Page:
Playwright Purva Naresh has a prolific year ahead, starting with the premiere of Bandish 20-20000 Hz.
At its most literal, the title of a new musical drama written and directed by Purva Naresh, alludes to the frequencies that delimit the absolute range of human hearing, but what we actually hear, especially in the context of a musical recital, depends upon the milieu of performance and the conditioning of our souls. Even though Bandish 20-20000 Hz is billed as the first proscenium production of Aadyam’s new season, it is an intimate chamber piece at heart, that juxtaposes the filigree of a classical baithak with the robust earthiness of nautanki, via a pair of endearingly irascible doyennes (Anubha Fatehpuria and Nivedita Bhargava), who carve out common ground even from what may appear to be an irreconcilable dissonance of sensibilities. As we frequently encounter in Naresh’s plays, the women are quick-witted raconteurs who carry with them histories and traditions, and accounts of lives lived and loves lost.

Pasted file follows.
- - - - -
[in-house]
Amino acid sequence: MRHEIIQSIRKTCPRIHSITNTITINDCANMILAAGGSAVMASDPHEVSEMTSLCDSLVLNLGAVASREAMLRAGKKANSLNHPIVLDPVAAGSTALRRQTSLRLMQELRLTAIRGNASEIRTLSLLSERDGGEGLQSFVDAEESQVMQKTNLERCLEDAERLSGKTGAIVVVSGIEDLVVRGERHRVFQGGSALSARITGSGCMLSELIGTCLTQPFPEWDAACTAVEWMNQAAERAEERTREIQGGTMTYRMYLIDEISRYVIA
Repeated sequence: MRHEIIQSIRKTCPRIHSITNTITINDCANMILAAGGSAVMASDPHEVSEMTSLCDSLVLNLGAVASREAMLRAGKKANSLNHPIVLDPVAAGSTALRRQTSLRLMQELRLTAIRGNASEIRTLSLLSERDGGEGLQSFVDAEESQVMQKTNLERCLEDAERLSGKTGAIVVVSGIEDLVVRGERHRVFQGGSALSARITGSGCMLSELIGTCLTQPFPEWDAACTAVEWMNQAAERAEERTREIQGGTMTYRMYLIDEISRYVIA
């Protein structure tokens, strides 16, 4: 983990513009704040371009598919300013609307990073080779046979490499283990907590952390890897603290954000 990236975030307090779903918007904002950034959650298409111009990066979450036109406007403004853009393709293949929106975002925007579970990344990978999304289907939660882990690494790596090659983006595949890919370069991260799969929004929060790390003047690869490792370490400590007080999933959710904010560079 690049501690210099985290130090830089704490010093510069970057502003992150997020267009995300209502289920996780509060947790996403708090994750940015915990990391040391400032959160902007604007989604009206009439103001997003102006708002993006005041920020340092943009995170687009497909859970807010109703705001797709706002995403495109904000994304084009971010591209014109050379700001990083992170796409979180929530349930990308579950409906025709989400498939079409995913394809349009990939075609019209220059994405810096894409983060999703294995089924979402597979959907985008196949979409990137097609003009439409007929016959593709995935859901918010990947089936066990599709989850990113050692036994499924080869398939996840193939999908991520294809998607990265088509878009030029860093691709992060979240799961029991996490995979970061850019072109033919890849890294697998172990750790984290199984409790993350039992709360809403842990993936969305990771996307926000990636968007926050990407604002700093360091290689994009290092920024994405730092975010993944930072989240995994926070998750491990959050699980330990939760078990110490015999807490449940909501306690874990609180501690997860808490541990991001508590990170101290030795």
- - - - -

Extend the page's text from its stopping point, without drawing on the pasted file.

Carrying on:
What some aficionados may welcome is the return of two universally-loved characters, the one-time court singer Beni Bai (Bhargava) and her faithful retainer, Munnu (played by the ubiquitous Danish Hussain), who have populated Naresh’s plays like Afsaneh – Bai se Bioscope Tak and Aaj Rang Hai. Beni is, of course, a fictionalized stand-in for Naresh’s maternal grandmother, a formidable influence in her life. “The stories have changed, but they imbibe the philosophy and feel of the life she led. I have borrowed anecdotes rather than using biographical details,” says Naresh.
In the ten odd years, she has lived with these characters (Afsaneh, directed by Akarsh Khurana, hit the stage in 2008), Naresh has become quite objective about Beni’s persona, once a didactic presence placed on a pedestal, but now much more human, and therefore more fallible. Although no character in Bandish 20-20000 Hz can be considered to be a surrogate for the playwright herself, the texture of the play is suffused with introspection about her own life, as she looks back at an innocent time while confronting the fears and uncertainties that appear to perennially beset creative individuals. The play’s nostalgic tapestry is thus filled out with ideas of immense complexity.